Appoquinimink: No plans to drop letter grades

Jarek RutzEducation, Headlines



A flyer for an Appoquinimink School District professional development workshop left some people thinking that the district was ditching a grade-scale system for next year.

They are not.

“The workshop, originally titled, ‘Ungrading & Portfolio Lens Crash Course’ was an attempt at a catchy title that we now regret,” said Lilian Miles, Appoquinimink’s public information officer, in an email to Delaware LIVE News.

The term “ungrading” made people think that the district is doing away with grades from the system, said Miles.

The workshop, which has no attendance requirement, is intended to shift educators’ mindsets and practices to better ways to support student learning with constructive and actionable feedback that promotes growth.

That flyer led with the following program description:

“Would you like to unpack the impact of grades on students? Would you like to learn more about how to use a portfolio to grade students? Would you like to better understand the application of portfolios as an assessment of student learning?”

The workshop will follow one in May, during which staff assured the district’s school board and community that Appoquinimink would continue to do grading.

In the May event, faculty discussed incorporating a portfolio-based system in unison with their present grading system.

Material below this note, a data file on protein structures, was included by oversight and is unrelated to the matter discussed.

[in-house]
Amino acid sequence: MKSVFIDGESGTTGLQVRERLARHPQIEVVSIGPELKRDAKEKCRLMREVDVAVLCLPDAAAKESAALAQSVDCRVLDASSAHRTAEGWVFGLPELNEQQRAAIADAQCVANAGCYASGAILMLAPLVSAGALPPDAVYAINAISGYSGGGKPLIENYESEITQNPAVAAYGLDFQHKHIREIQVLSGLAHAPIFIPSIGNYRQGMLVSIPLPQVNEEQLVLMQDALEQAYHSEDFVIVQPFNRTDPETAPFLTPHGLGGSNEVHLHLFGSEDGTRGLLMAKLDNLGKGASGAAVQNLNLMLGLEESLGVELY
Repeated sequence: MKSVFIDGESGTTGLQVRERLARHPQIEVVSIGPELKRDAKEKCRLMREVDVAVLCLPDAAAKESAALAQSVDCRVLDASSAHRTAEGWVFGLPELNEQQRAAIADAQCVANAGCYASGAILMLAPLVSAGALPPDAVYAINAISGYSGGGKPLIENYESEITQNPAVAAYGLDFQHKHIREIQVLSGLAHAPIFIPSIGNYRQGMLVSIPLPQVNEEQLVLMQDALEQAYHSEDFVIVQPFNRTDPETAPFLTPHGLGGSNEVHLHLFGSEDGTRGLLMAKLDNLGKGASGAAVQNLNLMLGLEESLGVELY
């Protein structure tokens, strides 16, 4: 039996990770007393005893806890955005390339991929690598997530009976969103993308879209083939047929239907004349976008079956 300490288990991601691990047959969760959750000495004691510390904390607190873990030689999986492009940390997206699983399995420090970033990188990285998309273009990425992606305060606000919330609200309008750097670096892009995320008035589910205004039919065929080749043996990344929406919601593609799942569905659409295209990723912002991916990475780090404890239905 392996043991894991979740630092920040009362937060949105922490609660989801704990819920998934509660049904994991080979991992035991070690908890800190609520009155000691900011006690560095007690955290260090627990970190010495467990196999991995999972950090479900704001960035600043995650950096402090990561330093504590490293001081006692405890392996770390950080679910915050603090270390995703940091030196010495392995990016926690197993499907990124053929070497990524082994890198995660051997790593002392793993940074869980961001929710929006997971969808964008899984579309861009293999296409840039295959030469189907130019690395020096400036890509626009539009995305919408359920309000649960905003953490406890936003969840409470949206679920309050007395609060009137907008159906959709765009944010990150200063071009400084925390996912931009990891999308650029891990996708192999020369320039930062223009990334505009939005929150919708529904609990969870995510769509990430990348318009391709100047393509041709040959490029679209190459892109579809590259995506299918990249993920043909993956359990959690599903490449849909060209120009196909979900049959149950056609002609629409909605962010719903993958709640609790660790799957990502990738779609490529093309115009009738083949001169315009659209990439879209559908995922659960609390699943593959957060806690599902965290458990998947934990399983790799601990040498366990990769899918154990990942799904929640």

Rather than grading students based solely on summative and formative assessment, a portfolio would show of work from a student over months and years to demonstrate their growth over time.

“We see potential in the use of portfolios as part of a broader effort to utilize multiple techniques like rubrics, observation, performance, portfolios, tests and more to help evaluate growth,” said Miles.

Portfolios are already used often by special education teachers, but if implemented, a district-wide policy would unfold over several years, said Miles.

At the May workshop, one topic was removing letter grades for students in grades three through five.

Instead, those classes would use the same four-point grade scale to measure a student’s progress in meeting the district’s common core standards that kindergarten to second grades now use.

This change will be made beginning next school year.

This grade scale would be: 4 = consistently demonstrating standards, 3 – progressing toward the standards, 2 – inconsistently demonstrating the standards, 1 – not yet demonstrating the standards or NA – not assessed.


This sample report card demonstrates how Appoquinimink will use the same grading system for third to fifth graders that it now uses in kindergarten through second grade.

While that workshop discussed changes that would affect every student in the district, few tuned in.

The workshop was almost two hours long, “and we realize it was too long for most families to watch,” said Miles.

Thus Superintendent Matthew Burrows has requested that the district’s grading leads create an executive summary to share with staff and families to clarify their grading system.

“It’s important to make sure everyone is on the same page and has the right information, and I hope this will clear up any misconceptions out there,” said Miles.

According to Miles, Burrows does not plan to revisit the grading topic in Appoquinimink’s board meetings this summer.

The district hopes to distribute a one-page flyer summarizing the workshop later this month.

“The focus of this professional learning opportunity is on how to provide meaningful feedback to students,” said Miles, “and how to develop student portfolios that exemplify their current ability to apply relevant knowledge and skills with reflections about the selected pieces.”

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